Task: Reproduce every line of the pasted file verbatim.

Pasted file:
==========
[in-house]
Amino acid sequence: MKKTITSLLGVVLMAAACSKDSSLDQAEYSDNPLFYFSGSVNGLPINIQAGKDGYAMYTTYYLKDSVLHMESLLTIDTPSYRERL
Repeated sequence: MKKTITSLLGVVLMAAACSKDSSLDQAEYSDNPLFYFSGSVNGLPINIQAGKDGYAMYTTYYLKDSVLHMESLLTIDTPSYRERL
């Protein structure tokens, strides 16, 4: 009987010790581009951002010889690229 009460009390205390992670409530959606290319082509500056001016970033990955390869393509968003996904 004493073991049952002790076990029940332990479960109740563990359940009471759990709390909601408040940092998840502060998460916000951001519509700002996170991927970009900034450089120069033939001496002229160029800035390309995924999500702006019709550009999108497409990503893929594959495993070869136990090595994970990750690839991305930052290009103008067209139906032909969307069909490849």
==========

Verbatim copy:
[in-house]
Amino acid sequence: MKKTITSLLGVVLMAAACSKDSSLDQAEYSDNPLFYFSGSVNGLPINIQAGKDGYAMYTTYYLKDSVLHMESLLTIDTPSYRERL
Repeated sequence: MKKTITSLLGVVLMAAACSKDSSLDQAEYSDNPLFYFSGSVNGLPINIQAGKDGYAMYTTYYLKDSVLHMESLLTIDTPSYRERL
């Protein structure tokens, strides 16, 4: 009987010790581009951002010889690229 009460009390205390992670409530959606290319082509500056001016970033990955390869393509968003996904 004493073991049952002790076990029940332990479960109740563990359940009471759990709390909601408040940092998840502060998460916000951001519509700002996170991927970009900034450089120069033939001496002229160029800035390309995924999500702006019709550009999108497409990503893929594959495993070869136990090595994970990750690839991305930052290009103008067209139906032909969307069909490849």